West Antarctic Ice Sheet Stability:
Glacial Record from the Ohio Range of
the Horlick Mountains in the Bottleneck
Hal Borns*, Aaron Putnam, UMaine
Robert Ackert, Sujoy Mukhopadhyay, Harvard.
December 15, 2004 to February 15, 2005
January 2nd 2005
January 12, 2006

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Peter belaying
ice ridge
The windscoop descent
A sample

The Bennett Nunataks, pt. 2

Today was our last day of fieldwork in this portion of the Ohio Range, as tomorrow we are to pack up camp for the move to Mercer Ridge. Essentially, our fieldwork is 2/3 of the way done. There are two series of moraines on Mercer Ridge that will take us around three or four days to sample (provided the weather cooperates).

It is almost a bit sad, as today we saw our last glimpse of the Darling Ridge moraine complex, and the Bennett ‘family.’ Today, due to the perfect weather, we headed back to the Bennett Nunataks, where Robert and I would attempt to sample ‘Mama’ Bennett, and Pete and Sujoy would finish up ‘Baby’ Bennett.

Pete belayed Robert and I down the deep, icy windscoop where Robert and I were to spend the day. We found a way up to the summit, where we were treated with a fantastic view of the other Bennett Nunataks, Darling Ridge and the moraines, as well as the large ice-falls to west.

We sampled from the top down, where I took a Trimble at the bottom to calibrate Robert’s altimeter. It was a fine day for fieldwork that was for sure. Pete and Sujoy arrived just as we were finishing up, and Pete belayed us we climbed up the windscoop with crampons and axe. That was an interesting experience, as I was climbing with a pack full of rocks, food and drink, with the Trimble pack strapped on… I wasn’t keen on hanging out on the steep ice for long, so I trudged up at a brisk pace. Peter was having a hard time keeping up the belay rope, so I had to periodically stop and wait for the rope to become taught again. Eventually I reached the top, and Robert climbed up. We packed up the gear, threw it on the snowmobile, and were off back home for the final time from this particular area.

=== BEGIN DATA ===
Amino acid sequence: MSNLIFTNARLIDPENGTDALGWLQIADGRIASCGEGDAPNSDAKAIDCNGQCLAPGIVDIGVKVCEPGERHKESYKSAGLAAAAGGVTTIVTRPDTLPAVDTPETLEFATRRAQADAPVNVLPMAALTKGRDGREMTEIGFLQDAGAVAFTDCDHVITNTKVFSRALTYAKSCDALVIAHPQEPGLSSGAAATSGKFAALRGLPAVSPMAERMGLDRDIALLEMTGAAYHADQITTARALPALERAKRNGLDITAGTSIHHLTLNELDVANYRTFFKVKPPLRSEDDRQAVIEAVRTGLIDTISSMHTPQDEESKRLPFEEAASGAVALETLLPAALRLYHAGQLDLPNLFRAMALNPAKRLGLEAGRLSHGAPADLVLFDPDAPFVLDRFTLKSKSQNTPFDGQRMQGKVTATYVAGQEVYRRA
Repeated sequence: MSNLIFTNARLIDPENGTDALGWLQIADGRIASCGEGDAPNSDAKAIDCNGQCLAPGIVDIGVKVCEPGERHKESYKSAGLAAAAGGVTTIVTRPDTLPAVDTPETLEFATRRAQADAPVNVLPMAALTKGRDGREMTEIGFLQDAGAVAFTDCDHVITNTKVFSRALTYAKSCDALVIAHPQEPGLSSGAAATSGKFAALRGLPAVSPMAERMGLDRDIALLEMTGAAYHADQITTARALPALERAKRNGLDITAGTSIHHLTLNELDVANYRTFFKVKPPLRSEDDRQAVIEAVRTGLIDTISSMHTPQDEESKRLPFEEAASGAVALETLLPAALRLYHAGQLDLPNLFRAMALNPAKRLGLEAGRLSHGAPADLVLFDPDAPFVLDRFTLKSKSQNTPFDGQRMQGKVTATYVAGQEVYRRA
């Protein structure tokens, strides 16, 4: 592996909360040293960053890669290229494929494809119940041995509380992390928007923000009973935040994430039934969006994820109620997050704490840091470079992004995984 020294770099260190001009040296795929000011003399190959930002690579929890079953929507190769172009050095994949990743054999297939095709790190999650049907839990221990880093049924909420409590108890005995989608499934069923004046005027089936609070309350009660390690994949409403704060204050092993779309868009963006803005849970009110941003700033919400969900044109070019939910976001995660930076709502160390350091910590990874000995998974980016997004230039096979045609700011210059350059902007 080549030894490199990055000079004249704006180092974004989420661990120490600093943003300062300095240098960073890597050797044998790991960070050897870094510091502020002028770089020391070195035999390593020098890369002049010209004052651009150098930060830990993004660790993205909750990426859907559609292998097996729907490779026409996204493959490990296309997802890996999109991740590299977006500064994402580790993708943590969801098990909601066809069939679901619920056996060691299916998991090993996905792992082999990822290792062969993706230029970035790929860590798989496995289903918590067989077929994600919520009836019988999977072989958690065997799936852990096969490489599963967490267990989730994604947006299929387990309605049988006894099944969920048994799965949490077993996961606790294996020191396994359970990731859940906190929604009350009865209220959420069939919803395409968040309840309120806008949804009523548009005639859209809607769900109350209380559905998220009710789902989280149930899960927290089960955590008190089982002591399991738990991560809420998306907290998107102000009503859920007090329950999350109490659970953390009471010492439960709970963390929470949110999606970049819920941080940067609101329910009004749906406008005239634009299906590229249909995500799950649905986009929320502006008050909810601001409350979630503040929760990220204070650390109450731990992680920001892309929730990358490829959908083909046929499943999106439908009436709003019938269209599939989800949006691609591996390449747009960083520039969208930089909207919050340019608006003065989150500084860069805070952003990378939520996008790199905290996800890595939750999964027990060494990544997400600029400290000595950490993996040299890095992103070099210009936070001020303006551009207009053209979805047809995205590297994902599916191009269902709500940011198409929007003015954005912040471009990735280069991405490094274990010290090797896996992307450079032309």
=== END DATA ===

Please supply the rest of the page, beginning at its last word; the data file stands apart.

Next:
Another day, another meal, and here I am. I welcome a change of scenery, and look forward to being on the table – however I feel extremely blessed to have had such an incredible experience in this part of the Ohio Range. Let us hope that Mother Earth blesses us with a similar experience in our new home.

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